If we (as voters) want different results from what we are getting, we have to try different approaches. That means changing the people or party that run the government and Parliament.
Voting for the same people or party and expecting something different would qualify for Albert Einstein’s definition of insanity: “Doing the same thing over and over again, but expecting different results.”
Having learned a lesson from previous election defeats in 2010 and 2015, many local/ethnic-based parties have agreed to merge due to pressure from their respective communities across the country. In other words, they (the merged parties) have listened to public opinion. Now the respective communities have a moral responsibility to reward them in the form of support at the polls.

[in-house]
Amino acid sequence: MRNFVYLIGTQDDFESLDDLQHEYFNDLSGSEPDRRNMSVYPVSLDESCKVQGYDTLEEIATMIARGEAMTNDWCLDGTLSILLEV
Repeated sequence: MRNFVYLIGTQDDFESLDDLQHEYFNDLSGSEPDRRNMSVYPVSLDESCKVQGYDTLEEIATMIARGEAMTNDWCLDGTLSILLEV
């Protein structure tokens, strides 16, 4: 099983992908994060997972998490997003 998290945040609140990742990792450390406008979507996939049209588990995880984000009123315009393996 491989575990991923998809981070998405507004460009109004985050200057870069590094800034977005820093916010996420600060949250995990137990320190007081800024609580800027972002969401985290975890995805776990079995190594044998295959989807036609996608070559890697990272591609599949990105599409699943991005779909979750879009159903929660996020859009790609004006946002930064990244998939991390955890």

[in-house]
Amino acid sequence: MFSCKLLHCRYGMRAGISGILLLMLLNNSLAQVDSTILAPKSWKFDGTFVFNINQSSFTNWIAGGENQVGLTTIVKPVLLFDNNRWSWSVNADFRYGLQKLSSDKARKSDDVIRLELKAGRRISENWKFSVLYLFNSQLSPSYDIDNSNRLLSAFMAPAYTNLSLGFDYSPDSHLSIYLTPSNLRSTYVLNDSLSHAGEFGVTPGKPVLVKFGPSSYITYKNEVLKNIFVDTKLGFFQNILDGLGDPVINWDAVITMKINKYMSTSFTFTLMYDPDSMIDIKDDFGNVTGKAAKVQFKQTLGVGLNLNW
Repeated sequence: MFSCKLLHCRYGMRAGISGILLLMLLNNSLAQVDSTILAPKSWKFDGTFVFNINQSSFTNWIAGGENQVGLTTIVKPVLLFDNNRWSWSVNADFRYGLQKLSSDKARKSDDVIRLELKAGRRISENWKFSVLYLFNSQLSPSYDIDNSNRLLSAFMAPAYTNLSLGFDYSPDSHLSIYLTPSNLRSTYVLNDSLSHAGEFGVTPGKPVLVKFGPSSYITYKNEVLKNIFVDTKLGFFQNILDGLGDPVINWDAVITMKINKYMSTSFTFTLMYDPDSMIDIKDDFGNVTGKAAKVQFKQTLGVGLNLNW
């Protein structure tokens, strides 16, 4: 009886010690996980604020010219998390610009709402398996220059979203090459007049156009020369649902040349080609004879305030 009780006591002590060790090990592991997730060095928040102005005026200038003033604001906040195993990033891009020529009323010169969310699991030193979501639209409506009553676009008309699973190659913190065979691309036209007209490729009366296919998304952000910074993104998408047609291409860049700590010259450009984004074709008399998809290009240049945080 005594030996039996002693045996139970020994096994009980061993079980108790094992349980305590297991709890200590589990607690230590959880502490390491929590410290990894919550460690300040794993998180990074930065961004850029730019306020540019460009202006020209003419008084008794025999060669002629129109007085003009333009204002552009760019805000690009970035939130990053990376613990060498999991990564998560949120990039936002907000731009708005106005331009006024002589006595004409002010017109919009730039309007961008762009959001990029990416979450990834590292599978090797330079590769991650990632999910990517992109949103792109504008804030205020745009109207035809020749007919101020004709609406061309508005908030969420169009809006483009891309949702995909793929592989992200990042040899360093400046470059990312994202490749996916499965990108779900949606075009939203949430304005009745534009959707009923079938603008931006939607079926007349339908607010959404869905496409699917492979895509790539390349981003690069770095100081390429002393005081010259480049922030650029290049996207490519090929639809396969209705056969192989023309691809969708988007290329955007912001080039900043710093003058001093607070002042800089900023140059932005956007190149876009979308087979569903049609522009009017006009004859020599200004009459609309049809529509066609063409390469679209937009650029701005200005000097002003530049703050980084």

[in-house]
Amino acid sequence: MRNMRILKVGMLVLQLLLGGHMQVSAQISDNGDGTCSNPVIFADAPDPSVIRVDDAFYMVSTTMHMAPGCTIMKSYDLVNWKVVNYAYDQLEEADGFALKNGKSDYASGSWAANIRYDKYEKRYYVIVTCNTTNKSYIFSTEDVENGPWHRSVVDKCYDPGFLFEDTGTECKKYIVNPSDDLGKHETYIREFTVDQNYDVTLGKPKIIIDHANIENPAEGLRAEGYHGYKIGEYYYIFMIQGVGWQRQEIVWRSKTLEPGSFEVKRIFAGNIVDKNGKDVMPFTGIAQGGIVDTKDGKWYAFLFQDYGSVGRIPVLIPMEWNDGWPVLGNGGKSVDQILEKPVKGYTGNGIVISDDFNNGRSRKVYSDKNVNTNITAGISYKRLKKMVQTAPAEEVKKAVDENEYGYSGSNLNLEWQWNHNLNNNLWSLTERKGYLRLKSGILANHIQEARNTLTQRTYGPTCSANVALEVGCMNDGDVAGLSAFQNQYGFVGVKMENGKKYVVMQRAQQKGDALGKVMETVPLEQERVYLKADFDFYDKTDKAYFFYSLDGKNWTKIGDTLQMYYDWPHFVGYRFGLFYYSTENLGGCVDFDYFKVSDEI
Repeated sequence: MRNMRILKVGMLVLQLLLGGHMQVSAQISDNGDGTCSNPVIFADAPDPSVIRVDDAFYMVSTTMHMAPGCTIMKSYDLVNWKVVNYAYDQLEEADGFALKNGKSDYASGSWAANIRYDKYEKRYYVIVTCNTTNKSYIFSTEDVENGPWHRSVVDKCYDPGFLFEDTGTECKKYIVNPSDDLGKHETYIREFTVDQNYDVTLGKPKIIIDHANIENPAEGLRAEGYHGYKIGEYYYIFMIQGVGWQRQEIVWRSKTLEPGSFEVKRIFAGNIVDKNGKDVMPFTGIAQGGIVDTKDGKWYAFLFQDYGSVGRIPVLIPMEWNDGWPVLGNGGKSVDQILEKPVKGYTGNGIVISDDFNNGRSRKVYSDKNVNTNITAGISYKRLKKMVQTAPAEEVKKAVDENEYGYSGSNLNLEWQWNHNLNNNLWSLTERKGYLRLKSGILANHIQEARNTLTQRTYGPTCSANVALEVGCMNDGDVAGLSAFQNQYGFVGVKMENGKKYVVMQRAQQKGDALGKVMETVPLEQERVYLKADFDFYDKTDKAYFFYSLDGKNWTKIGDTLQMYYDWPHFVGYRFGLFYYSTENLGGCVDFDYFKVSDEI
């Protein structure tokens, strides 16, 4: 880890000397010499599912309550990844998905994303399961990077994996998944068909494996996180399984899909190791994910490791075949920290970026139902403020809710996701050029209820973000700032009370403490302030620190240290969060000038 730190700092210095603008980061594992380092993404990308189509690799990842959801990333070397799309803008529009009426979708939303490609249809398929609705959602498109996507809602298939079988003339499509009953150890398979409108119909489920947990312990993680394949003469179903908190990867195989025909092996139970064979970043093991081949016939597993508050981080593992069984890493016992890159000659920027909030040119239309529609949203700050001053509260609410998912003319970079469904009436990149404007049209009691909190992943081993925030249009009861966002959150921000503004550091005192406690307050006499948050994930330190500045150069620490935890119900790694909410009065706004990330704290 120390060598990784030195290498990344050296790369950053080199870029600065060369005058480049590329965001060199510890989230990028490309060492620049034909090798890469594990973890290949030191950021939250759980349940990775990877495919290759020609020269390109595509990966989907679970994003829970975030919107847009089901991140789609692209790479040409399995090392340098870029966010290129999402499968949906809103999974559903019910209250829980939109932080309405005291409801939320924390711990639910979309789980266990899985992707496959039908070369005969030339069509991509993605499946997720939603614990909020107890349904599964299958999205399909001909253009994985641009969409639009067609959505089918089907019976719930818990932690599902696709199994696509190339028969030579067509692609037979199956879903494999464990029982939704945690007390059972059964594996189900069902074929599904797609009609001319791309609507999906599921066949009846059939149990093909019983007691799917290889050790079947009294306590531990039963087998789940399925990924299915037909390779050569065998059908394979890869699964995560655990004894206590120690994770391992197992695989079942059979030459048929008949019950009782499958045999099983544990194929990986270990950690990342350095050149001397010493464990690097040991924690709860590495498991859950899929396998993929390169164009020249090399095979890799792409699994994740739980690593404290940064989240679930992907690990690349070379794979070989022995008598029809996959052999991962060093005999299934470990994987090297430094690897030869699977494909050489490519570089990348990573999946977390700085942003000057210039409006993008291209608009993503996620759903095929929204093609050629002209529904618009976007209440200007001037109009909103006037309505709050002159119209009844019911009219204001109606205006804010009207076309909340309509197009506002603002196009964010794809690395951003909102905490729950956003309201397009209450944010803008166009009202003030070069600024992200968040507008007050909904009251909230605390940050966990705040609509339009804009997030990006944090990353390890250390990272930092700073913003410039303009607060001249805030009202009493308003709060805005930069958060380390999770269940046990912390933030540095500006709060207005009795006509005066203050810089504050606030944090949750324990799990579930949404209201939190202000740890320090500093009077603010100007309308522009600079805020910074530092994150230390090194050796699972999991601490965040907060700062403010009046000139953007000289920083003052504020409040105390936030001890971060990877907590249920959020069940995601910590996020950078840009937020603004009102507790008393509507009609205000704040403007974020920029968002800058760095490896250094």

To give the local (merged) parties a chance to prove themselves in running state governments and parliaments, consolidation of local votes is required.
Unfortunately, not all political parties can be represented in the government and Parliament at the same time because of the first-past-the-post (sometimes formally called single-member plurality) electoral system, in which winner takes all.
Under that system, the splitting of votes is the greatest threat to all local political parties. To avoid that threat, voters should reward the merged party because their merger has been in response to public opinion.
Naturally, a local party with local people can understand local needs and contexts better than distant parties. Strong local institutions, including local political parties, will be necessary in the future federal union that all major political parties claim to be striving for.
Local political parties have waited for 10 years now. Shouldn’t they be given the opportunity to run their next state government and Hluttaw?
Yaw Bawm Mangshang is a Yangon-based, independent political observer. His views are his own.